Couples in recovery need to stay connected emotionally, and addicts’ spouses need to get consistent updates about sobriety. People struggling with sexual addiction/dependence often have a hard time with this — they resist the accountability of regular sobriety updates, and they struggle to know how to build emotional intimacy in general. On top of this, most couples – even when addiction is not present – find that in the busyness of a typical week, this emotional connection gets easily lost.
Over time, my colleagues Mark and Debbie Laaser have developed an acronym for couples to use as a guide for regular “check in” conversations. These conversations can be long or short, it’s up to you. We use the acronym FANOS – from the Greek word phainos which means “to bring to light” – to guide the conversation:
- Feelings – Describe what / how you’re feeling
- Affirmations – Find one or two things you want to affirm about your spouse. This could be something you want to thank them for, or some kind of praise or affirmation you want to extend.
- Needs – Something you need today, not necessarily from your spouse. (Hint to the sexually addicted spouse: saying “my need to today is to have more sex with you” is not recommended.)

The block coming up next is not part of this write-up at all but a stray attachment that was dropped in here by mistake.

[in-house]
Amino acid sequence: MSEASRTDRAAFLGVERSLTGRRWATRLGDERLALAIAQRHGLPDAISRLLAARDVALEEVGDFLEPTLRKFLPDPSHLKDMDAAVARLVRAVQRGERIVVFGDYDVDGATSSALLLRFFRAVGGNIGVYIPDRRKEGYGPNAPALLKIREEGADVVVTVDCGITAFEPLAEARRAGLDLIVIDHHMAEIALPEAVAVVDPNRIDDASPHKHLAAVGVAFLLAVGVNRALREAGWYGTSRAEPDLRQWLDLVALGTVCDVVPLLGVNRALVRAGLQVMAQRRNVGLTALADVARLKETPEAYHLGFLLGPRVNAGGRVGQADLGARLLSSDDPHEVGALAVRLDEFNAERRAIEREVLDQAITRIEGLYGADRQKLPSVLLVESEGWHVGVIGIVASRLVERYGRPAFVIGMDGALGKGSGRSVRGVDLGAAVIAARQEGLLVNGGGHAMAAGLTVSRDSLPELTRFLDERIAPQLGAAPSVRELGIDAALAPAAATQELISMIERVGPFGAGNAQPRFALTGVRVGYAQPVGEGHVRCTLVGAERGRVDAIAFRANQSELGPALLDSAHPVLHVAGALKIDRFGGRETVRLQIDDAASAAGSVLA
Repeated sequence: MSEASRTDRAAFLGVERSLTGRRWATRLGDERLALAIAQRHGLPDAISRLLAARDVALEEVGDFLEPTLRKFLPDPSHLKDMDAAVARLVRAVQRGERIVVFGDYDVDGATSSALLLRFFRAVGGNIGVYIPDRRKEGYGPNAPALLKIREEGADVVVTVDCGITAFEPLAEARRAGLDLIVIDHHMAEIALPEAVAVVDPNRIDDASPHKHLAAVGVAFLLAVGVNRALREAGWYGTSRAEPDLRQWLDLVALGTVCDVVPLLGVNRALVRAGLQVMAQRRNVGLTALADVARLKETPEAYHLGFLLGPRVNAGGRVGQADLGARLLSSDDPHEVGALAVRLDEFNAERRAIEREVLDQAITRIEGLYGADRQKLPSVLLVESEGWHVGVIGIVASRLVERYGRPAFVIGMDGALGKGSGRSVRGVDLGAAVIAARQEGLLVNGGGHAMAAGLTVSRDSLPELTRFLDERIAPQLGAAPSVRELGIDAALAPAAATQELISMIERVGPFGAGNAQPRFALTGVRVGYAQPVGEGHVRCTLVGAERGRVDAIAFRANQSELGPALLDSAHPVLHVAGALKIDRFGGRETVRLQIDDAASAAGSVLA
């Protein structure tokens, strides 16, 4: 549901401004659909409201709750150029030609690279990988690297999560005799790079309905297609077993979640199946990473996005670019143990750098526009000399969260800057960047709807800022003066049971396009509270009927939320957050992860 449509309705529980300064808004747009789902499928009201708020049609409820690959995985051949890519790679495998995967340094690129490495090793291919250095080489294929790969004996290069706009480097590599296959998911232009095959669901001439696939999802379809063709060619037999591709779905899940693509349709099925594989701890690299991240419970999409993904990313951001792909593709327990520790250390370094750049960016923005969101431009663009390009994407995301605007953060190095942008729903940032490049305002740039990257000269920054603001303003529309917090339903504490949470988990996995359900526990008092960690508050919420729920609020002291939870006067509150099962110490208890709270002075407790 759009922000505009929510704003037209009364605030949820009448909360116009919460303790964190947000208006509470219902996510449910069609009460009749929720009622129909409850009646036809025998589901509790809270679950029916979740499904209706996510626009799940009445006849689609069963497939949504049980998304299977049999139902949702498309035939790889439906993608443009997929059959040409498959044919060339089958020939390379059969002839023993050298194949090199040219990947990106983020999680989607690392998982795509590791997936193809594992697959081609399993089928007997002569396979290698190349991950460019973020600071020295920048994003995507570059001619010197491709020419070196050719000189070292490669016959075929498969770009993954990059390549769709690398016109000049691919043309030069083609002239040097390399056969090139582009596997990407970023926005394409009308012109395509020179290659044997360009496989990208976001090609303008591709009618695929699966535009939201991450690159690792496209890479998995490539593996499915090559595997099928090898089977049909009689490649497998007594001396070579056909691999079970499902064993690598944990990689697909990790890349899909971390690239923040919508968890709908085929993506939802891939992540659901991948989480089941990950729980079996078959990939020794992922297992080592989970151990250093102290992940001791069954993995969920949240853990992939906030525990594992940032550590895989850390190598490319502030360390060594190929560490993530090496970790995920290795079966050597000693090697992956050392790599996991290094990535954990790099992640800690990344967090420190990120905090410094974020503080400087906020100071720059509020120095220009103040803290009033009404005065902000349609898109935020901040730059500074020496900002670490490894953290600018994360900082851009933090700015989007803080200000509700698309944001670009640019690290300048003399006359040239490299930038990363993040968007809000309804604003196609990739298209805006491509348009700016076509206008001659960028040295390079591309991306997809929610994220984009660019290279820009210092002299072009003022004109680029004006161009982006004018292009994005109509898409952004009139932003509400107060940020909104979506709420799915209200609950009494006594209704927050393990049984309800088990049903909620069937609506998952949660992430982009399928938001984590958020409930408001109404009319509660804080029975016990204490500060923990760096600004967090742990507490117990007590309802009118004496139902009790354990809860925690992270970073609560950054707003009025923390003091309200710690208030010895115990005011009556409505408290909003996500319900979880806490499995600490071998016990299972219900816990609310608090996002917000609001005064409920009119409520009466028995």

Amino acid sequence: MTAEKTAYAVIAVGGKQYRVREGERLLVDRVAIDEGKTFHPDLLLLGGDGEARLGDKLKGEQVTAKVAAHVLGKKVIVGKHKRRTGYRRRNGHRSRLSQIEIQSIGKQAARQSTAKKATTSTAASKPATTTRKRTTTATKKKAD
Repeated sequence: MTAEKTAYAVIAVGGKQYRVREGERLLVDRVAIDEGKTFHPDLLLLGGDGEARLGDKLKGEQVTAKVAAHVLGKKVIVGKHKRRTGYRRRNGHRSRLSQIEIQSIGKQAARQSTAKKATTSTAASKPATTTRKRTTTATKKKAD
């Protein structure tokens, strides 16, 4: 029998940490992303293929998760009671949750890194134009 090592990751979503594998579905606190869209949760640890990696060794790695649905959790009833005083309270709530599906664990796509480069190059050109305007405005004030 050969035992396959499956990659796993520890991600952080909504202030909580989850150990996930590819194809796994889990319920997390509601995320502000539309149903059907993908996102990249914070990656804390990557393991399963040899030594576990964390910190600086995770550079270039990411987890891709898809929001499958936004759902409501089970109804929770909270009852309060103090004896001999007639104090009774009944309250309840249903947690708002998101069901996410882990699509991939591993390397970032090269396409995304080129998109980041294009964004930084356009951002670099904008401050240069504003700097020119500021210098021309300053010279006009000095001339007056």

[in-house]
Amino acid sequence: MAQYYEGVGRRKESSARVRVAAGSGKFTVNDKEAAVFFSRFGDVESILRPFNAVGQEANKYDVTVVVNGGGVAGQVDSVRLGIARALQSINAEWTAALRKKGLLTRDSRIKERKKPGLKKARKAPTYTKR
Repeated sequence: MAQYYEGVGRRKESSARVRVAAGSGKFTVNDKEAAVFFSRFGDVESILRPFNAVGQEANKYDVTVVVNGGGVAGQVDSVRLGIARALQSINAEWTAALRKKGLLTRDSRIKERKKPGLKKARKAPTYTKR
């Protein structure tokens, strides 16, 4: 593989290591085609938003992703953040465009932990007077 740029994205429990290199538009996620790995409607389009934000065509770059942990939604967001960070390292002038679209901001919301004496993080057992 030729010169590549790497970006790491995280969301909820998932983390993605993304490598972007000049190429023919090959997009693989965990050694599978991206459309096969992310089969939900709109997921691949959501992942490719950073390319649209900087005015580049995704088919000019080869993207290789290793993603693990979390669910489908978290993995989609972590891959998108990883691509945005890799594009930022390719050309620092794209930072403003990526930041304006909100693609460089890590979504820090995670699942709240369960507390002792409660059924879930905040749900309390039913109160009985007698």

- Own – Something you’ve done or said that you take responsibility or apologize for. This could be something you’ve done wrong, or some way you hurt your spouse, and you need to ask forgiveness. It could also be something you recognize is hard for your spouse, or something you’re doing what – while not wrong – is making things unpleasant (eg. snoring, or being moody, or working late).
- Sobriety – Give a report on the status of your sobriety.
To go through the conversation, one person goes through all five “questions” or topics in a row. Then it’s the other spouse’s turn. I suppose it’s obvious, but the spouse of the addict does not check in about sobriety. Depending on how much detail you want to go into, the conversation can last 5-10 minutes, or over an hour.
My wife and I have used “FANOS” conversations for over five years. Early on, we tried to do these conversations every day. Now we do them several times a week. We find that when we go through this conversation, if there is time, we wind up asking each other clarifying questions, or thinking of other things to say beyond a strict answer.
Try using this acronym as a guide for a conversation with your spouse every day or every few days. You will be amazed at the sense of ongoing intimacy you experience.
One husband says: “FANOS conversations have been a key part of re-building intimacy and trust in our marriage. Sometimes we go through them quickly, and just give short updates, other times the questions open up issues that we spend more time on. They’ve been really helpful for my recovery, and great for our relationship.”